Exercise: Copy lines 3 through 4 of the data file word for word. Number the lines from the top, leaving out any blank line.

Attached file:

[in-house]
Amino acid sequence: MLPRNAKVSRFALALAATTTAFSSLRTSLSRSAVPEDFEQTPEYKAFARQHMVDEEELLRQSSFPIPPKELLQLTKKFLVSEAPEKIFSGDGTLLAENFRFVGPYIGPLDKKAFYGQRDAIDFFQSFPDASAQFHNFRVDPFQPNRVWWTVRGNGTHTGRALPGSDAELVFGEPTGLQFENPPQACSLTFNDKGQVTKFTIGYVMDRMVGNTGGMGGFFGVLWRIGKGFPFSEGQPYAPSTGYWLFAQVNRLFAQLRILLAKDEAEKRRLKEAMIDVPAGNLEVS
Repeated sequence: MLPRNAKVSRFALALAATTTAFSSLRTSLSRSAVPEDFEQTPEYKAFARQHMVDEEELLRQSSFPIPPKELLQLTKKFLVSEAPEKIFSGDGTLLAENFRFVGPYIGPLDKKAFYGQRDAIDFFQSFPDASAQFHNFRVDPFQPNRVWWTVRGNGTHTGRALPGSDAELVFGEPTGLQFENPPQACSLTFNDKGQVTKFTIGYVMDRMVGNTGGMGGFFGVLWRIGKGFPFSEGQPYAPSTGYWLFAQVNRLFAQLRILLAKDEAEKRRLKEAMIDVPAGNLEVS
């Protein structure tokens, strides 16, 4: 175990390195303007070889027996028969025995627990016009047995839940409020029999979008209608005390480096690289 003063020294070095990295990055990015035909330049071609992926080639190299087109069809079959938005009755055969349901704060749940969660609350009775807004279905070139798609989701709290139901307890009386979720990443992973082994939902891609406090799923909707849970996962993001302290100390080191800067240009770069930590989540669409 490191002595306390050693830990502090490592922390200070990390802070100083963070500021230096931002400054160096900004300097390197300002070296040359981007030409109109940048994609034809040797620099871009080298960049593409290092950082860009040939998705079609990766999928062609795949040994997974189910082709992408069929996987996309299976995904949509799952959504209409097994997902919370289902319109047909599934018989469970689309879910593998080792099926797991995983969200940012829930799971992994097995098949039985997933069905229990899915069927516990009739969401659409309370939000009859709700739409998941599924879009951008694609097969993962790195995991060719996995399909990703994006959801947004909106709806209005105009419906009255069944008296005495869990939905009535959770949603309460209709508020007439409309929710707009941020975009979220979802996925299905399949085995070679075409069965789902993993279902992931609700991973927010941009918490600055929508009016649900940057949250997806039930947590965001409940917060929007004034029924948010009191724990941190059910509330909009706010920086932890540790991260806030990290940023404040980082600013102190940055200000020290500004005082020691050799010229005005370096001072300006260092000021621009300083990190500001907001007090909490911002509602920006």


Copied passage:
Repeated sequence: MLPRNAKVSRFALALAATTTAFSSLRTSLSRSAVPEDFEQTPEYKAFARQHMVDEEELLRQSSFPIPPKELLQLTKKFLVSEAPEKIFSGDGTLLAENFRFVGPYIGPLDKKAFYGQRDAIDFFQSFPDASAQFHNFRVDPFQPNRVWWTVRGNGTHTGRALPGSDAELVFGEPTGLQFENPPQACSLTFNDKGQVTKFTIGYVMDRMVGNTGGMGGFFGVLWRIGKGFPFSEGQPYAPSTGYWLFAQVNRLFAQLRILLAKDEAEKRRLKEAMIDVPAGNLEVS
């Protein structure tokens, strides 16, 4: 175990390195303007070889027996028969025995627990016009047995839940409020029999979008209608005390480096690289 003063020294070095990295990055990015035909330049071609992926080639190299087109069809079959938005009755055969349901704060749940969660609350009775807004279905070139798609989701709290139901307890009386979720990443992973082994939902891609406090799923909707849970996962993001302290100390080191800067240009770069930590989540669409 490191002595306390050693830990502090490592922390200070990390802070100083963070500021230096931002400054160096900004300097390197300002070296040359981007030409109109940048994609034809040797620099871009080298960049593409290092950082860009040939998705079609990766999928062609795949040994997974189910082709992408069929996987996309299976995904949509799952959504209409097994997902919370289902319109047909599934018989469970689309879910593998080792099926797991995983969200940012829930799971992994097995098949039985997933069905229990899915069927516990009739969401659409309370939000009859709700739409998941599924879009951008694609097969993962790195995991060719996995399909990703994006959801947004909106709806209005105009419906009255069944008296005495869990939905009535959770949603309460209709508020007439409309929710707009941020975009979220979802996925299905399949085995070679075409069965789902993993279902992931609700991973927010941009918490600055929508009016649900940057949250997806039930947590965001409940917060929007004034029924948010009191724990941190059910509330909009706010920086932890540790991260806030990290940023404040980082600013102190940055200000020290500004005082020691050799010229005005370096001072300006260092000021621009300083990190500001907001007090909490911002509602920006």